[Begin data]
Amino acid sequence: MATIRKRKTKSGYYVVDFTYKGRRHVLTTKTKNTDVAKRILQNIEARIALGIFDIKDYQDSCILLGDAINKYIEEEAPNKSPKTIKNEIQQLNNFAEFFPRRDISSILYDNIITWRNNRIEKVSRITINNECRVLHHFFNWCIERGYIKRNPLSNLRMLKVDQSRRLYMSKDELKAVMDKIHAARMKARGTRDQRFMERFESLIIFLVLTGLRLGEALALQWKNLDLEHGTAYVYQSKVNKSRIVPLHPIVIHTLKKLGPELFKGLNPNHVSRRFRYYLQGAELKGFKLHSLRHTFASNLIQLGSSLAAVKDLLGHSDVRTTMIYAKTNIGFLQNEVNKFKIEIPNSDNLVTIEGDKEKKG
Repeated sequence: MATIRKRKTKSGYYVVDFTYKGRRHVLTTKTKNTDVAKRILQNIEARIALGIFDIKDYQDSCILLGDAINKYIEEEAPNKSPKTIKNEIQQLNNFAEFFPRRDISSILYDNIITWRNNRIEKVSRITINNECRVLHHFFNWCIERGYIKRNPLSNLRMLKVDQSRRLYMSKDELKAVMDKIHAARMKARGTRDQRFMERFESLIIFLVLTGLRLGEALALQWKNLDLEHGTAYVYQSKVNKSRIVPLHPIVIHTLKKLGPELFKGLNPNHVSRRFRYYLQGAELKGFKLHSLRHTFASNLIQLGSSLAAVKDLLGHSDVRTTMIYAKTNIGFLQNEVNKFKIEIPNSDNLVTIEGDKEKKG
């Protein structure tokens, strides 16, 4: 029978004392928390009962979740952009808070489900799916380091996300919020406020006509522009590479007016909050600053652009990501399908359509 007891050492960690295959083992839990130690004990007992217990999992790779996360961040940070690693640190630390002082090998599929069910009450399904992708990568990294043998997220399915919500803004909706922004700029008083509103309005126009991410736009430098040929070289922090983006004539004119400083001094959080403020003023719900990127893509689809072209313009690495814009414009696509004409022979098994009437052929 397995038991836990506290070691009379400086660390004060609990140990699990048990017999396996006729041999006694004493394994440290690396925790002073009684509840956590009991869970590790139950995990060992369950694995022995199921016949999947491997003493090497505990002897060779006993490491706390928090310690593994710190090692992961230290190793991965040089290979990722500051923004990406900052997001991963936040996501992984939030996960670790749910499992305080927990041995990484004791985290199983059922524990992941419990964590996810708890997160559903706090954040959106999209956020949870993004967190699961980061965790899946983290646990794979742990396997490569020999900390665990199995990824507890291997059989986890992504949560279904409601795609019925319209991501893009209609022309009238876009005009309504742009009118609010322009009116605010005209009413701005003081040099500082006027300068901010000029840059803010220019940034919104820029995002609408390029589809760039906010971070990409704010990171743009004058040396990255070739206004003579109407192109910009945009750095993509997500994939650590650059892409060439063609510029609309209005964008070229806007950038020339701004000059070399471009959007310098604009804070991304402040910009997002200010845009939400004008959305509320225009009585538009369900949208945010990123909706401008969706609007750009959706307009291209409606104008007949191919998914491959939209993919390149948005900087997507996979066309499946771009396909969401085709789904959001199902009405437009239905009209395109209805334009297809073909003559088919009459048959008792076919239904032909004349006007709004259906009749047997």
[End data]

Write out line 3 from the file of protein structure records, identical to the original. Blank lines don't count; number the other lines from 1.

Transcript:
């Protein structure tokens, strides 16, 4: 029978004392928390009962979740952009808070489900799916380091996300919020406020006509522009590479007016909050600053652009990501399908359509 007891050492960690295959083992839990130690004990007992217990999992790779996360961040940070690693640190630390002082090998599929069910009450399904992708990568990294043998997220399915919500803004909706922004700029008083509103309005126009991410736009430098040929070289922090983006004539004119400083001094959080403020003023719900990127893509689809072209313009690495814009414009696509004409022979098994009437052929 397995038991836990506290070691009379400086660390004060609990140990699990048990017999396996006729041999006694004493394994440290690396925790002073009684509840956590009991869970590790139950995990060992369950694995022995199921016949999947491997003493090497505990002897060779006993490491706390928090310690593994710190090692992961230290190793991965040089290979990722500051923004990406900052997001991963936040996501992984939030996960670790749910499992305080927990041995990484004791985290199983059922524990992941419990964590996810708890997160559903706090954040959106999209956020949870993004967190699961980061965790899946983290646990794979742990396997490569020999900390665990199995990824507890291997059989986890992504949560279904409601795609019925319209991501893009209609022309009238876009005009309504742009009118609010322009009116605010005209009413701005003081040099500082006027300068901010000029840059803010220019940034919104820029995002609408390029589809760039906010971070990409704010990171743009004058040396990255070739206004003579109407192109910009945009750095993509997500994939650590650059892409060439063609510029609309209005964008070229806007950038020339701004000059070399471009959007310098604009804070991304402040910009997002200010845009939400004008959305509320225009009585538009369900949208945010990123909706401008969706609007750009959706307009291209409606104008007949191919998914491959939209993919390149948005900087997507996979066309499946771009396909969401085709789904959001199902009405437009239905009209395109209805334009297809073909003559088919009459048959008792076919239904032909004349006007709004259906009749047997």